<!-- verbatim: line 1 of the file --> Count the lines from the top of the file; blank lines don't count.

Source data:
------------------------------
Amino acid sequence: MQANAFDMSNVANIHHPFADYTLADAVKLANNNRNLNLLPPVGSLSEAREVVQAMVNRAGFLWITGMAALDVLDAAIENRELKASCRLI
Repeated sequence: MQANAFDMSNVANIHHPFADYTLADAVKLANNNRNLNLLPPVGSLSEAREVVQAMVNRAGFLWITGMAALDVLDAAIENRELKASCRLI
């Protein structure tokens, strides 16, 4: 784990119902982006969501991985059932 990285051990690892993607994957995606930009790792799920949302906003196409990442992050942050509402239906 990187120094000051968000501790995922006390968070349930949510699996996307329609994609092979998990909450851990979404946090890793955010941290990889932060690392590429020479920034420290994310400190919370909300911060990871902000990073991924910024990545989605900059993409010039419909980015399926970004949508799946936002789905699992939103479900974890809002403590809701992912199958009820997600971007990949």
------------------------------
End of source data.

Amino acid sequence: MQANAFDMSNVANIHHPFADYTLADAVKLANNNRNLNLLPPVGSLSEAREVVQAMVNRAGFLWITGMAALDVLDAAIENRELKASCRLI